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Nat Genet. 2015 Jun;47(6):647-53. doi: 10.1038/ng.3302. Epub 2015 May 11.

PDE3A mutations cause autosomal dominant hypertension with brachydactyly.

Author information

1
1] Experimental and Clinical Research Center (ECRC), a joint cooperation between the Charité Medical Faculty and the Max Delbrück Center for Molecular Medicine in the Helmholtz Association (MDC), Berlin, Germany. [2] Max Delbrück Center for Molecular Medicine in the Helmholtz Association (MDC), Berlin, Germany.
2
1] Experimental and Clinical Research Center (ECRC), a joint cooperation between the Charité Medical Faculty and the Max Delbrück Center for Molecular Medicine in the Helmholtz Association (MDC), Berlin, Germany. [2] Max Delbrück Center for Molecular Medicine in the Helmholtz Association (MDC), Berlin, Germany. [3] Division of Clinical Pharmacology, Department of Medicine, Vanderbilt University School of Medicine, Nashville, Tennessee, USA.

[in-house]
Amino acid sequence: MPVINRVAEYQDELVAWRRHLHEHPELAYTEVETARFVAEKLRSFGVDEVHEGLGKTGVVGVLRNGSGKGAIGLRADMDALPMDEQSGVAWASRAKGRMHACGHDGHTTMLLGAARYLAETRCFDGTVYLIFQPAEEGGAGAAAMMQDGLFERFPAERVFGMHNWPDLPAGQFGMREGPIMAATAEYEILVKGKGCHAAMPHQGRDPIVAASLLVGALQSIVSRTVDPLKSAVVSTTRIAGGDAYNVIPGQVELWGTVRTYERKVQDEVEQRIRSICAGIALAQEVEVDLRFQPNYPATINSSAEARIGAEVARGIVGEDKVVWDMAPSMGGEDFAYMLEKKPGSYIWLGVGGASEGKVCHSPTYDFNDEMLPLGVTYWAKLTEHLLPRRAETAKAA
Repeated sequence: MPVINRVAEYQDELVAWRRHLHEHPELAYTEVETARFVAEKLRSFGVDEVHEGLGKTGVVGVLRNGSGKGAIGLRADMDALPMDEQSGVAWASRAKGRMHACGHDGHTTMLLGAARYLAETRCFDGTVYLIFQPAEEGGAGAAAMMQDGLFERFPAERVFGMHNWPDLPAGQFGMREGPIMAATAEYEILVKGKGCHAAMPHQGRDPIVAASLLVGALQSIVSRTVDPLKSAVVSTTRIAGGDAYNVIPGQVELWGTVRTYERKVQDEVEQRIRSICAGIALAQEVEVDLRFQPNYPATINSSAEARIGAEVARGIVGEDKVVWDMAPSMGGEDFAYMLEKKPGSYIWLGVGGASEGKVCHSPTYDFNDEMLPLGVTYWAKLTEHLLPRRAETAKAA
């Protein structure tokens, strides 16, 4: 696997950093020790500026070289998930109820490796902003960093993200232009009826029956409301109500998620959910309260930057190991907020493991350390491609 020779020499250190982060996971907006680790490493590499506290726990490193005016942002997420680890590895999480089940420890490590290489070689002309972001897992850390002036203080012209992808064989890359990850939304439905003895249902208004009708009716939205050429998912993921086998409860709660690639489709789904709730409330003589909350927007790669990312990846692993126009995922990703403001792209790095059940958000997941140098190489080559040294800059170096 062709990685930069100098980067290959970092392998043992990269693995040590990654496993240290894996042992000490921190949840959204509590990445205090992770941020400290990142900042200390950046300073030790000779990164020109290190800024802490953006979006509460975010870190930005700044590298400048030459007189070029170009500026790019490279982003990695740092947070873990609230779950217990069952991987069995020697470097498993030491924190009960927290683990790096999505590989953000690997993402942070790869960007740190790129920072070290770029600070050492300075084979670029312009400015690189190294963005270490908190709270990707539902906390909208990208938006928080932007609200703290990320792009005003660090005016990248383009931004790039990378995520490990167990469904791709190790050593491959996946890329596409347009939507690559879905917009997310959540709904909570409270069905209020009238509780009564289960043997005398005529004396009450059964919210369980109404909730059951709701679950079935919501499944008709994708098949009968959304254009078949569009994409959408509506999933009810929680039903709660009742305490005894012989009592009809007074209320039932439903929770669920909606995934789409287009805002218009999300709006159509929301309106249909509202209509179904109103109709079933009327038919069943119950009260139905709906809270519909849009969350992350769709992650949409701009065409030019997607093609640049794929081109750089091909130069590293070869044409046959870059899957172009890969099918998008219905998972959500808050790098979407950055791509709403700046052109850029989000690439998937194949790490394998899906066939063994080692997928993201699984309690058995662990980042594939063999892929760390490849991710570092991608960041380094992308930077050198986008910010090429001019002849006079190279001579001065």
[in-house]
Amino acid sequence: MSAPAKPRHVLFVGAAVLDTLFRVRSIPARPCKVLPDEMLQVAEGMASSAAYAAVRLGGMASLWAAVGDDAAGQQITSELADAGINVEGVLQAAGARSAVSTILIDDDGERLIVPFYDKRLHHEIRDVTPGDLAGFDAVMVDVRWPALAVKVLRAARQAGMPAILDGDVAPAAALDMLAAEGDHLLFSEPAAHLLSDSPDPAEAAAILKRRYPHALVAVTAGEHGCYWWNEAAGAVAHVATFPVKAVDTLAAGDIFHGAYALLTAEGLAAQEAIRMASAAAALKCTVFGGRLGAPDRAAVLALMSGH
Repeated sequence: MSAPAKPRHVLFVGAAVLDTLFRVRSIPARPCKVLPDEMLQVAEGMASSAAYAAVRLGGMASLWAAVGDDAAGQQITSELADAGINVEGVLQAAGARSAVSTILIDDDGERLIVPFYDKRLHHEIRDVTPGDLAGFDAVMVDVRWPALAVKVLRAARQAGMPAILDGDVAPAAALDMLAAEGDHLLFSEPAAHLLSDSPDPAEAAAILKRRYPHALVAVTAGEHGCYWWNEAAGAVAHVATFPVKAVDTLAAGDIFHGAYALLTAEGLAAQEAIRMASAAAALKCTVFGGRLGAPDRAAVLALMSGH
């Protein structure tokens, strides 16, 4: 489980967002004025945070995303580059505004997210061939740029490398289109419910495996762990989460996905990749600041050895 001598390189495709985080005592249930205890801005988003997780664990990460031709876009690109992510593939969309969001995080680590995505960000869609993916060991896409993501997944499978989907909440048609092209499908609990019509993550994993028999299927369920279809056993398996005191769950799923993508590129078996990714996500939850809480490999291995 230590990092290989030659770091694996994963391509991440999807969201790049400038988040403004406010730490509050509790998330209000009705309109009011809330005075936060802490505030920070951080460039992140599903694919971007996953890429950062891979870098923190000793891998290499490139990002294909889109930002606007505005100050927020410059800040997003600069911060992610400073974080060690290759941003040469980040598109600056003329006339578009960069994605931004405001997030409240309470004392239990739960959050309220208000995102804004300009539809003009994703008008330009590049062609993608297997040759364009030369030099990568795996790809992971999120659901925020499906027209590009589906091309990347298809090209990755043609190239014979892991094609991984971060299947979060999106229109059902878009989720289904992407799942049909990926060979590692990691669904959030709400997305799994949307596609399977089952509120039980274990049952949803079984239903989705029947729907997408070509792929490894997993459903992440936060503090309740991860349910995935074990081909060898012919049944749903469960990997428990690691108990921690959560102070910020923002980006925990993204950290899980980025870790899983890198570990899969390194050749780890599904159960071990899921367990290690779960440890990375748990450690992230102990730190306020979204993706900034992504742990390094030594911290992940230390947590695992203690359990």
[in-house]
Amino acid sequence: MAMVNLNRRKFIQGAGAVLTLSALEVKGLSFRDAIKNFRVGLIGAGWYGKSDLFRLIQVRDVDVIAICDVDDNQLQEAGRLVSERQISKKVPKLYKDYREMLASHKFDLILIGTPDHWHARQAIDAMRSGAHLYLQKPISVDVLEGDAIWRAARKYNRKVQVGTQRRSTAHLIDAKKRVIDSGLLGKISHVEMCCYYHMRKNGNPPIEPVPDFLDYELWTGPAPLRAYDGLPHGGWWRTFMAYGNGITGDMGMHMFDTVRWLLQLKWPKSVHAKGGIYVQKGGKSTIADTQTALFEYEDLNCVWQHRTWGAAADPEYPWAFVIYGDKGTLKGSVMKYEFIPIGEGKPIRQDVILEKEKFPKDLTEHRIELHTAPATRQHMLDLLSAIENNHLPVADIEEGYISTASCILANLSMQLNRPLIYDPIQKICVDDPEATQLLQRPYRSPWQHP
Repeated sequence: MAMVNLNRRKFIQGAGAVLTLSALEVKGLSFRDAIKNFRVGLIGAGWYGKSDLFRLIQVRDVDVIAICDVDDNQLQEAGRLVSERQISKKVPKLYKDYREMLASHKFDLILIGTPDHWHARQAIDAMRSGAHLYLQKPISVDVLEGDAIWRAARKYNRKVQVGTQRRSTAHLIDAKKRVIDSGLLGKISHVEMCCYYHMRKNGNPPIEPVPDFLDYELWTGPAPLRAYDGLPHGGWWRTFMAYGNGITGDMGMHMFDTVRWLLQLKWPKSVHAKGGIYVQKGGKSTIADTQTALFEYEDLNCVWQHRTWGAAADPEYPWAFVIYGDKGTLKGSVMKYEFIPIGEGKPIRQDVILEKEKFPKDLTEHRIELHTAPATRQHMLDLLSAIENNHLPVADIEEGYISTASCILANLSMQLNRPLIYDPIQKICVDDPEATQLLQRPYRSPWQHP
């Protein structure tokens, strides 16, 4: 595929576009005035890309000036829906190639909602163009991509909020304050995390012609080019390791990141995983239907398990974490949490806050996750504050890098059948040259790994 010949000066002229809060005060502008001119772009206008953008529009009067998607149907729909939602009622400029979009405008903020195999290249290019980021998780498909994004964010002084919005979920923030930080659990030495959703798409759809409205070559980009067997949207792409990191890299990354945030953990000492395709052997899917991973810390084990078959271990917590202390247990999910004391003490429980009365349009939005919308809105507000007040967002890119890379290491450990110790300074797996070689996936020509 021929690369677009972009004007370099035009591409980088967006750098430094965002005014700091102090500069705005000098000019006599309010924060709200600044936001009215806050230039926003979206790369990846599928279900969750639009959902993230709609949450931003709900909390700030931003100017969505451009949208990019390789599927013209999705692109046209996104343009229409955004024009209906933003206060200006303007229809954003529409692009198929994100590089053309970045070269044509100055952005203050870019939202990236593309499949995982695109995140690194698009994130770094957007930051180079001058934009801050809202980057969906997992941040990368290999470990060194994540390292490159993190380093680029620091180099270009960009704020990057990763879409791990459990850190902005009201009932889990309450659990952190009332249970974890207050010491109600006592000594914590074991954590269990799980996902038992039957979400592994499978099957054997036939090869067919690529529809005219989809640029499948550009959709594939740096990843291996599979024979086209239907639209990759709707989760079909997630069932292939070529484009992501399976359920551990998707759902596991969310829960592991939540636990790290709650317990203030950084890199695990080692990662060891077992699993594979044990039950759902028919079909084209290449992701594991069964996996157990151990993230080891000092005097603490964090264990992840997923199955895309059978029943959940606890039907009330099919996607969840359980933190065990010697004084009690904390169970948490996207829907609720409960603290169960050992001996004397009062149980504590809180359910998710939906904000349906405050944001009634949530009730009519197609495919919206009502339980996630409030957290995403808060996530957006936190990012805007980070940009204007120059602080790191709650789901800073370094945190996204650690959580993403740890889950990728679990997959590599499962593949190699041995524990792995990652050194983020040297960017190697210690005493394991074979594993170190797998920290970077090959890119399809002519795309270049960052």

3
Max Delbrück Center for Molecular Medicine in the Helmholtz Association (MDC), Berlin, Germany.
4
Institute of Human Genetics, Jena University Hospital, Friedrich Schiller University, Jena, Germany.
5
1] Max Planck Institute for Molecular Genetics, Berlin, Germany. [2] Institute for Chemistry and Biochemistry, Freie Universität Berlin, Berlin, Germany.
6
1] Department of Nephrology, Hannover University Medical School, Hannover, Germany. [2] Staatliche Technikerschule Berlin, Berlin, Germany.
7
1] Experimental and Clinical Research Center (ECRC), a joint cooperation between the Charité Medical Faculty and the Max Delbrück Center for Molecular Medicine in the Helmholtz Association (MDC), Berlin, Germany. [2] Department of Urology, Laboratory of Tissue Engineering, Eberhard Karls University Tübingen, Tübingen, Germany.
8
1] Division of Nephrology and Hypertension, Eastern Virginia Medical School, Norfolk, Virginia, USA. [2] Division of Nephrology, Brigham and Women's Hospital, Boston, Massachusetts, USA.
9
1] Max Delbrück Center for Molecular Medicine in the Helmholtz Association (MDC), Berlin, Germany. [2] Cologne Center for Genomics (CCG), University of Cologne, Cologne, Germany.
10